I tapped on her shoulder. She turned around, smiled, and I pulled her in for a hug. Then I shook her hand. A proper introduction was necessary, she said. The night that followed on that gulf beach led into an odyssey of adventure. I had never known the charm and comfort of sleeping in a car in a dead parking lot. Nor had I known the sting of sand fleas so intimately.
It was shortly after this fling that I said goodbye. I traveled to California, to see my family, then to Maryland, my semi-permanent home. Arriving in Maryland, I took time to adapt myself. I learned the ins and outs of my work, of military life. At some point in that process, everything changed. I decided that I no longer wanted to search for happiness.
This may sound counter-intuitive, but it really is the key to happiness. Don’t look for it. I realized that nothing external could give me rich, lasting happiness. Nothing could give me satisfaction, other than allowing myself to have it for free.
This can, naturally, be a difficult thing to do. Many of us are caught up in the external world; we are so intimately attached to material things. To extricate ourselves would seem impossible. I am not asking that we separate ourselves completely. I am not recommending to go off the grid, or live the rest of your days as some mountain man übermensch. I only ask that you try to be happy.
Take all of the worries in your mind. Acknowledge them, and give them care. But after that, tuck them away for now. Focus on your immediate environment. Focus on your body. Ask yourself what small things you can do, right now, to push yourself forward.
Once you have done this, you should feel a sort of calm. This is the calm of being present. And this calm, this content happiness, is constantly achievable.
I allowed myself to be happy. And over time, this happiness compounded itself. I pushed my circle of influence forward and out. I made new friends everywhere, it seemed to happen naturally. My relationships with old friends grew stronger, richer. Over time, I felt myself become no longer stifled. I could express myself freely, with no narrow filter of anxiety.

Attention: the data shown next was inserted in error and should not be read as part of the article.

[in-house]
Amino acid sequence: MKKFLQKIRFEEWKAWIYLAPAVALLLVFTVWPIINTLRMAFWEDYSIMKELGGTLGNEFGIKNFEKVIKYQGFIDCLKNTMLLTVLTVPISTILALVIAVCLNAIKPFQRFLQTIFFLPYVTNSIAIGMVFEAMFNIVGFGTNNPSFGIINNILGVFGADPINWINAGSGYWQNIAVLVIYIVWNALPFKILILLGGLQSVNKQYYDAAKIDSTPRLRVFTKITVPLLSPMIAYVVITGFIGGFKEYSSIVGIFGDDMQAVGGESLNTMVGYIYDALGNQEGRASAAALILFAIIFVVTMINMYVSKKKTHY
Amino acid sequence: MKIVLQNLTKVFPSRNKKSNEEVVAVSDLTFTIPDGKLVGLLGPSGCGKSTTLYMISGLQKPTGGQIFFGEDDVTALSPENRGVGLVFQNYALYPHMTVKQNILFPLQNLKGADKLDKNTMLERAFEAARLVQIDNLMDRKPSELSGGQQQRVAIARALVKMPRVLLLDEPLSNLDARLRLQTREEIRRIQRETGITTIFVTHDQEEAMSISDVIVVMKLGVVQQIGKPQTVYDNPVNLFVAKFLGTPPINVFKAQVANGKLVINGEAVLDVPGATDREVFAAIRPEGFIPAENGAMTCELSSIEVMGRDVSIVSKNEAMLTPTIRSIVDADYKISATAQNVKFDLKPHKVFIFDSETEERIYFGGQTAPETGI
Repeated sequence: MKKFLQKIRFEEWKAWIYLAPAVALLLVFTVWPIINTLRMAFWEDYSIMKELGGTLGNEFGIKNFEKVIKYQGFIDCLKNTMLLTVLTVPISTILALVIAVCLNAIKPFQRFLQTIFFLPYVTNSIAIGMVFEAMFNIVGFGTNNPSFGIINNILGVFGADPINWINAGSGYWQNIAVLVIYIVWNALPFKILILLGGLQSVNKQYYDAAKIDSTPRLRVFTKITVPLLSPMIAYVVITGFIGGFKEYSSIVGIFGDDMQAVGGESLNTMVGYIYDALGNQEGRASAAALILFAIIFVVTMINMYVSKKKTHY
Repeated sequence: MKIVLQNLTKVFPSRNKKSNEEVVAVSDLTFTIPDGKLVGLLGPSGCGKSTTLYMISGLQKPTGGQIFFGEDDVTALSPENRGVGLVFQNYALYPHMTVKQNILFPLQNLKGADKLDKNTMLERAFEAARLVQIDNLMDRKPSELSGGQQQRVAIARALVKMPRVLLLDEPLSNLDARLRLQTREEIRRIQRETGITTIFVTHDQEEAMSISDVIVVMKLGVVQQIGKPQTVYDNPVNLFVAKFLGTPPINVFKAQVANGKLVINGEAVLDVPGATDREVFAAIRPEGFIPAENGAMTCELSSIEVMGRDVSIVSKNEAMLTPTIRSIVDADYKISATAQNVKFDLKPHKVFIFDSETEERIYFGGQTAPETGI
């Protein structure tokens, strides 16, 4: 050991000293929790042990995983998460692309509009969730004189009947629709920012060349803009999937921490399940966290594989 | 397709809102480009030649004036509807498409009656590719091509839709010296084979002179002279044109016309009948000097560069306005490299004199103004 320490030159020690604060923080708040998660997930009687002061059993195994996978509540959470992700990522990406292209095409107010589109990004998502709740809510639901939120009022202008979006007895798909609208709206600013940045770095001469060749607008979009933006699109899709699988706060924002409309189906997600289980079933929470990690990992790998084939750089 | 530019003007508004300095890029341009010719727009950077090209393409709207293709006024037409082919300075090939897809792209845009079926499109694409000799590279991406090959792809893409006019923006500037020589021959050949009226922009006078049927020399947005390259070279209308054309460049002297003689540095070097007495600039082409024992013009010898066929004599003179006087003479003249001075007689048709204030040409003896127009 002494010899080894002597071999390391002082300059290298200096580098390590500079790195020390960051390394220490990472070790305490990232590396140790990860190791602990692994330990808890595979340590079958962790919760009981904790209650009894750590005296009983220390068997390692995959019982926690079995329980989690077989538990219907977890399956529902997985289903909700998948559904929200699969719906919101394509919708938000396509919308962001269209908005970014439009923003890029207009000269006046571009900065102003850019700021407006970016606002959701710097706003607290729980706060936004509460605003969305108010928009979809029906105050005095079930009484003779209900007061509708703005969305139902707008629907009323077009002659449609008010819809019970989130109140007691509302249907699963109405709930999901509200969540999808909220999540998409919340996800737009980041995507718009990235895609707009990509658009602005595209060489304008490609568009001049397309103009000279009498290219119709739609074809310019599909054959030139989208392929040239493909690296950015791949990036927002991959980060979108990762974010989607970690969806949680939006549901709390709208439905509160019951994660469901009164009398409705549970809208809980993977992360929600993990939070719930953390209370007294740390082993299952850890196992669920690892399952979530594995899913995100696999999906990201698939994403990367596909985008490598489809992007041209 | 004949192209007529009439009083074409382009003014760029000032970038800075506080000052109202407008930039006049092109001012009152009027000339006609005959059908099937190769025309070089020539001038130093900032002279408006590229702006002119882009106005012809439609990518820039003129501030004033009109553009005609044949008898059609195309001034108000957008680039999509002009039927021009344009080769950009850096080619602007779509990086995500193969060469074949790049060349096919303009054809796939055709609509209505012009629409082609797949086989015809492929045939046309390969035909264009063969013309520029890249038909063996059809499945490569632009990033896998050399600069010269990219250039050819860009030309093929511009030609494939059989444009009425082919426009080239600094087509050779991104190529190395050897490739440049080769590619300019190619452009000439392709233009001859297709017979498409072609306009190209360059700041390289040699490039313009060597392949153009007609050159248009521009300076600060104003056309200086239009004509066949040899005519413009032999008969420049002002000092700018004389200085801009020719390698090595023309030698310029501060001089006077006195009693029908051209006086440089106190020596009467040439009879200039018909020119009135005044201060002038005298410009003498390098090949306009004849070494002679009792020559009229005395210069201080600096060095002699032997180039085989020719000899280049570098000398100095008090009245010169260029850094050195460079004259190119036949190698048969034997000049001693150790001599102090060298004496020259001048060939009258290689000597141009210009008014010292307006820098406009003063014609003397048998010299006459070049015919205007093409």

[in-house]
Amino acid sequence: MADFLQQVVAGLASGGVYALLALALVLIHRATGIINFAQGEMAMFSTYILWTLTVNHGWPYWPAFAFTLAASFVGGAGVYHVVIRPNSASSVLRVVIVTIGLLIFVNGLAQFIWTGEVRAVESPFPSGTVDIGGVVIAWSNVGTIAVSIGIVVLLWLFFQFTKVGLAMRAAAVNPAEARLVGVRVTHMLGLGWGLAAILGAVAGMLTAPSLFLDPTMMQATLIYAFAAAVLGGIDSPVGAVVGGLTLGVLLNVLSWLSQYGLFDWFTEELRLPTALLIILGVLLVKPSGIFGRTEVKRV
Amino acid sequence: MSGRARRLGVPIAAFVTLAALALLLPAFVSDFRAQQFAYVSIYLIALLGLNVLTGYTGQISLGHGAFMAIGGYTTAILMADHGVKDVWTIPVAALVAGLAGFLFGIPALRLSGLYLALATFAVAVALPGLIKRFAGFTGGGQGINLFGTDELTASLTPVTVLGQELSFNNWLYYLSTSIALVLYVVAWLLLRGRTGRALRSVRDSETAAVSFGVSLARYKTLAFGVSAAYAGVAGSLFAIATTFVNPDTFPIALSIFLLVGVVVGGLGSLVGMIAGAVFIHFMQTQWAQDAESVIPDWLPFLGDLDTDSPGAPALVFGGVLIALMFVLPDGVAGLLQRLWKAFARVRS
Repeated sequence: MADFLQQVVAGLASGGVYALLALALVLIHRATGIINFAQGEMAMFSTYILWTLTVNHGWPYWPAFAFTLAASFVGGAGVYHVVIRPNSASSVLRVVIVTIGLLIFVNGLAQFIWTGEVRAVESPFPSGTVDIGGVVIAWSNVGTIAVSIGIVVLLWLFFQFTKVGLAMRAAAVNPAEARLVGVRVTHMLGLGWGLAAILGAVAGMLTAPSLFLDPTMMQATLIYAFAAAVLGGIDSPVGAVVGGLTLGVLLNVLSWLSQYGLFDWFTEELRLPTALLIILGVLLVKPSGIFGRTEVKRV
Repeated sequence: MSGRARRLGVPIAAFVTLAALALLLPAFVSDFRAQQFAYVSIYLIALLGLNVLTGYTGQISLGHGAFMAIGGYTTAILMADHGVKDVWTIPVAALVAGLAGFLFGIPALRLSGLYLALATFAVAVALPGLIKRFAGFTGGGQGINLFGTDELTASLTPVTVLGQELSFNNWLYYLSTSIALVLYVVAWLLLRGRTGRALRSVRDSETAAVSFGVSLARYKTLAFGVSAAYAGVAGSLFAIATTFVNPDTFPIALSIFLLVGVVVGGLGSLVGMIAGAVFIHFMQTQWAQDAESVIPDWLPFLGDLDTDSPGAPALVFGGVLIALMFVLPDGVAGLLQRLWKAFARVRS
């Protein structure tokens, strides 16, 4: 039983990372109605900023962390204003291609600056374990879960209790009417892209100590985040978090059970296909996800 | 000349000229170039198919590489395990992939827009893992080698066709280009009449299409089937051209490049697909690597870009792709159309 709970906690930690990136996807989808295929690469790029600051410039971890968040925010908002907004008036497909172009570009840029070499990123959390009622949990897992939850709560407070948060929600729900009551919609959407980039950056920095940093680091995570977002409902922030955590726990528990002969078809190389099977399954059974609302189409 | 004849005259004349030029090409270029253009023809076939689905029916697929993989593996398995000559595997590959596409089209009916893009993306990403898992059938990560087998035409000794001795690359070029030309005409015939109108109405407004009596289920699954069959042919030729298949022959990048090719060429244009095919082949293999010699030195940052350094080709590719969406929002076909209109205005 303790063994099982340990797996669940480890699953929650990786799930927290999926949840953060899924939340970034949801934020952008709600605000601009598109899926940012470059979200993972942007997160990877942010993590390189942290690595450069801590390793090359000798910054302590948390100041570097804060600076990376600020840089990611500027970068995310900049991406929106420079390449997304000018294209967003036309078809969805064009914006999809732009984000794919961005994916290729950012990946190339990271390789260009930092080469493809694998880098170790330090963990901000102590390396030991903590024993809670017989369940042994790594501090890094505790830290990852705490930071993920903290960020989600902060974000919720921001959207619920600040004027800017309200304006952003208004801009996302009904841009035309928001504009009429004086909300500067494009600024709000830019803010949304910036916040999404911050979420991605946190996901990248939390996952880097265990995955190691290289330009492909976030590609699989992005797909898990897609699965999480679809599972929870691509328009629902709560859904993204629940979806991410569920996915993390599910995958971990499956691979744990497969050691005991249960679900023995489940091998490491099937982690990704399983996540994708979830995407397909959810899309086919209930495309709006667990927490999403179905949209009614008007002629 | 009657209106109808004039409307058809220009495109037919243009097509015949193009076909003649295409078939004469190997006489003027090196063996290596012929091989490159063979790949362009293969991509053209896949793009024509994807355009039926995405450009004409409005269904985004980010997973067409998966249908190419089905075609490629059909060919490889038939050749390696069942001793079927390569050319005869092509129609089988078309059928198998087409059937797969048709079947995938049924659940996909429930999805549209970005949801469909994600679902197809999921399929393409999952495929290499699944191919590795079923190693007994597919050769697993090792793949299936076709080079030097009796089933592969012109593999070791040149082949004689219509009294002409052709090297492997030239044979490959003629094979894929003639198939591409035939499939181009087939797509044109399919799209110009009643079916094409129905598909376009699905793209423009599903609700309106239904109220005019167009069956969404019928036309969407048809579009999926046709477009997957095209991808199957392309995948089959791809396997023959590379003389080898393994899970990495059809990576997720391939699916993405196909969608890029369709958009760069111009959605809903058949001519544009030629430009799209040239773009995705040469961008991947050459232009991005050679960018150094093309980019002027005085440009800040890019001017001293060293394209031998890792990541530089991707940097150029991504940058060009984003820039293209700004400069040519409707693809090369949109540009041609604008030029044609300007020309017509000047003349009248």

Around the same time this happened, I took a trip to a bookstore. In the back of the building–with books on economics and Eastern spirituality piled around me–I found a copy of The 4-Hour Work Week, by Timothy Ferriss. The title intrigued me. Over the course of a week, I spent my late nights reading it. I have a great deal of admiration for Mr. Ferris. He and his book, as I’m sure they have done to others, changed my paradigm completely. In the span of a week, my dreams changed: I no longer wanted to work for a fortune. I no longer wanted to work until I died.
Instead, I decided, I would become a vagabond. And I will become a vagabond. And I have a plan to do so.
The world stands ready, as always, to host the eager traveler. There are so many who see travel as a high dream, an end goal. As something forever out of reach. But it is not. All that stands to hold one back is the motivation to create change in one’s life. To throw away the old rules, and create new ones.
With this new resolution, added to my list of personal promises, I make one more: I will be completely mobile by age 25. I look forward to sharing it with you.